Guest post by Peter Deitz
I don’t know about you, but I am a big fan of open standards, particularly when my bladder Direct Messages me with the hashtag #urgent. Open standards (see picture below) guide me to a place where I can @reply in a hurry.
In the nonprofit technology community, open standards of a different variety could help us all become more effective at what we urgently need to do: raise money, recruit and coordinate volunteers, promote events, create profiles on social networks, generate reports for grant-makers, and the list goes on.
In June, I hosted a discussion about Collaboration and Competition on Social Edge in which the topic of open standards for the nonprofit sector was raised. In response to a comment from David Wolff, I wrote:
Jo Davidson then replied:
I replied to Jo:
Where to go from here
The nonprofit technology community is filled with many bright minds and innovative thinkers. For better or worse, this passion often gets channeled toward one-off projects that benefit a single organization or a coalition of organizations.
I would like to see the brightest minds and most innovative thinkers in the social sector come together to create open standards that lift all organizations making use of the social web. The open standards that I’d like to see developed and adopted would help social benefit organizations seamlessly publish rich information about their donation opportunities in a structured format, helping major grant-makers and citizen philanthropists make smarter choices about their giving.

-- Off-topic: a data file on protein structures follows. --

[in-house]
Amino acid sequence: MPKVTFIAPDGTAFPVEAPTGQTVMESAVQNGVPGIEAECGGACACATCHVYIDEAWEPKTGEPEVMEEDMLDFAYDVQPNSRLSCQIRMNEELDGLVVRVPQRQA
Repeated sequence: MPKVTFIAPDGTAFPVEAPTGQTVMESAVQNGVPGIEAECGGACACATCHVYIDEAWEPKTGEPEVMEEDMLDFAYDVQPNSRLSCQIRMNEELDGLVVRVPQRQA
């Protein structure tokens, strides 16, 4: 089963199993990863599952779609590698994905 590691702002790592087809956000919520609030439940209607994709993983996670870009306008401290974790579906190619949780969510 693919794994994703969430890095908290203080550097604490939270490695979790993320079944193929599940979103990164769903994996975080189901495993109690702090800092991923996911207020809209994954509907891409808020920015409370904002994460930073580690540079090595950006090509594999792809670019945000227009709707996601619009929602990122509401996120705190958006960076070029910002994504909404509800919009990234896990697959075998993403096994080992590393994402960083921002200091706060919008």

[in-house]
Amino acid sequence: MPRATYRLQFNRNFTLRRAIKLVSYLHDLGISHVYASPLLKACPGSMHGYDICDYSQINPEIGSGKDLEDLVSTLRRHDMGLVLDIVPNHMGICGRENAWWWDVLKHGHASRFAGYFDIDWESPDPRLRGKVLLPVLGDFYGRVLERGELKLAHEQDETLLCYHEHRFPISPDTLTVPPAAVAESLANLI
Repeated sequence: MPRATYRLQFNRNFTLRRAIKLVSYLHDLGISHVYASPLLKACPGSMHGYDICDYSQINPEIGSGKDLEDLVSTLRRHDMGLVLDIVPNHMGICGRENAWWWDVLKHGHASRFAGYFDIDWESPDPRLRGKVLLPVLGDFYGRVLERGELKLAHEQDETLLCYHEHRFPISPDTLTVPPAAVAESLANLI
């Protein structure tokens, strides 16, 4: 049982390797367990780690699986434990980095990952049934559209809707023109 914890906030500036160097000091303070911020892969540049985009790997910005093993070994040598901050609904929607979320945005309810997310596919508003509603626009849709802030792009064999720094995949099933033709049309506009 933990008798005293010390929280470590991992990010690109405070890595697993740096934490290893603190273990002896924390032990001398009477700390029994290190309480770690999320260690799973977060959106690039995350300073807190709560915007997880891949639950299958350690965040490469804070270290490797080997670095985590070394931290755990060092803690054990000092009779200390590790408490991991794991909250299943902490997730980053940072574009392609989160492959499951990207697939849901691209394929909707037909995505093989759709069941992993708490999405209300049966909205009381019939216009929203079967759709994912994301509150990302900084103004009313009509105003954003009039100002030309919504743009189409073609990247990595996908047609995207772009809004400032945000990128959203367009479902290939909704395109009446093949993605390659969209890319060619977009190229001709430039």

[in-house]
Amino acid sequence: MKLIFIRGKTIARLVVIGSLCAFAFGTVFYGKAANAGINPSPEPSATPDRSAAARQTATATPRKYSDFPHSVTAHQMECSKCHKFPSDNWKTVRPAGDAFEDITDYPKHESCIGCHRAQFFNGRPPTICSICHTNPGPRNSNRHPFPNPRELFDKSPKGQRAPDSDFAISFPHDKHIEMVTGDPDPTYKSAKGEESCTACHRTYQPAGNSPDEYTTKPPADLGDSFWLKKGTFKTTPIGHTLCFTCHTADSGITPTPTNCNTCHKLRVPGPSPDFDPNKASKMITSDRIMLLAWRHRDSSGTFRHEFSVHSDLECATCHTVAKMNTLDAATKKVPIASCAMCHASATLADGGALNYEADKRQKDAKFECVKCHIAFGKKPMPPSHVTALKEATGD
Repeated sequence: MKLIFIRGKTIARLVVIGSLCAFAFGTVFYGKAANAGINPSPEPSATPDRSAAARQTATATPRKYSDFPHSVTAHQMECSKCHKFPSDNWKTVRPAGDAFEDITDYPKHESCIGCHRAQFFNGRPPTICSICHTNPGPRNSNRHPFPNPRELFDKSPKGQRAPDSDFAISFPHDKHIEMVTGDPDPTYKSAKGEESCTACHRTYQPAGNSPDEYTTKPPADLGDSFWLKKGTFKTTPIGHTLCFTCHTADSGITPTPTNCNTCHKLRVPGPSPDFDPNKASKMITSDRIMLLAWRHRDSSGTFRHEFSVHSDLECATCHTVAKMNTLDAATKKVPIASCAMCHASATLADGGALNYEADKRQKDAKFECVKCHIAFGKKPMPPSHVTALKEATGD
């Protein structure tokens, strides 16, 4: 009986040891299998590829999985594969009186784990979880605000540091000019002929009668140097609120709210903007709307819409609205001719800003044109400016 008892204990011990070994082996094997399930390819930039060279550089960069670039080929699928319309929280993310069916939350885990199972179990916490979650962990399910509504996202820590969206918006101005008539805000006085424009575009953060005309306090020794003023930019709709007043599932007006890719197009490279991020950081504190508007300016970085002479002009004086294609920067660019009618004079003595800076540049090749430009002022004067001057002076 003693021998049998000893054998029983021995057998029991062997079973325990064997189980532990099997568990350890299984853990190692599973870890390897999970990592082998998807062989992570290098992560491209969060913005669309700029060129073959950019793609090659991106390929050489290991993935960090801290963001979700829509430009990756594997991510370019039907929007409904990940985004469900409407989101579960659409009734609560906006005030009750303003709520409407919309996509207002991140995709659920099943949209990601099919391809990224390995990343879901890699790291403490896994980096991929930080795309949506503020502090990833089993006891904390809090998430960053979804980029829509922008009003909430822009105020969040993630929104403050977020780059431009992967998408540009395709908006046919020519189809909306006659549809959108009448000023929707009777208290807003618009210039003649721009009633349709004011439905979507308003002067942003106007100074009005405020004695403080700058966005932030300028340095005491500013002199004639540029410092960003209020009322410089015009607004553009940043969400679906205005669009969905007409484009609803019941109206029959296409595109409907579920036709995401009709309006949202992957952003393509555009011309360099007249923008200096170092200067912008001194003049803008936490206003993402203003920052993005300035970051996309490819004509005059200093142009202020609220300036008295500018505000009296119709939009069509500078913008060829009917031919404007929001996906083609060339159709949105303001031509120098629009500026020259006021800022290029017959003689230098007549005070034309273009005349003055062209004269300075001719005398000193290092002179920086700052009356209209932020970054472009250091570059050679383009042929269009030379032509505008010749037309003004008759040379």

I’d also like to see open standards developed and adopted that help organizations publish rich information about their volunteer opportunities and the events they are hosting, helping individuals connect with service opportunities and events effortlessly. Finally, I’d like to see open standards developed and adopted that help nonprofits fill out their social media profile once and have it syndicated everywhere and anywhere on the fly.
From a technological perspective, these are modest goals. Where they become difficult to achieve is at the level of organizational culture, grant-making priorities, and leadership. I understand fully that this conversation has been launched on many occasions over the years. I’m hoping that in 2009, we can overcome cultural, funding, and leadership barriers to create a nonprofit sector that charts its own course toward open standards, open data and collaborative innovation.
If you are interested in participating in the open standards and open data conversation, please leave a comment below.
The next time your nonprofit’s stakeholders collectively Direct Message you with the hashtag #urgent, you’ll be able to @reply with a simple message: Open standards and open data are helping you respond quickly and effectively.
This work is licensed under a Creative Commons Attribution 3.0 Unported.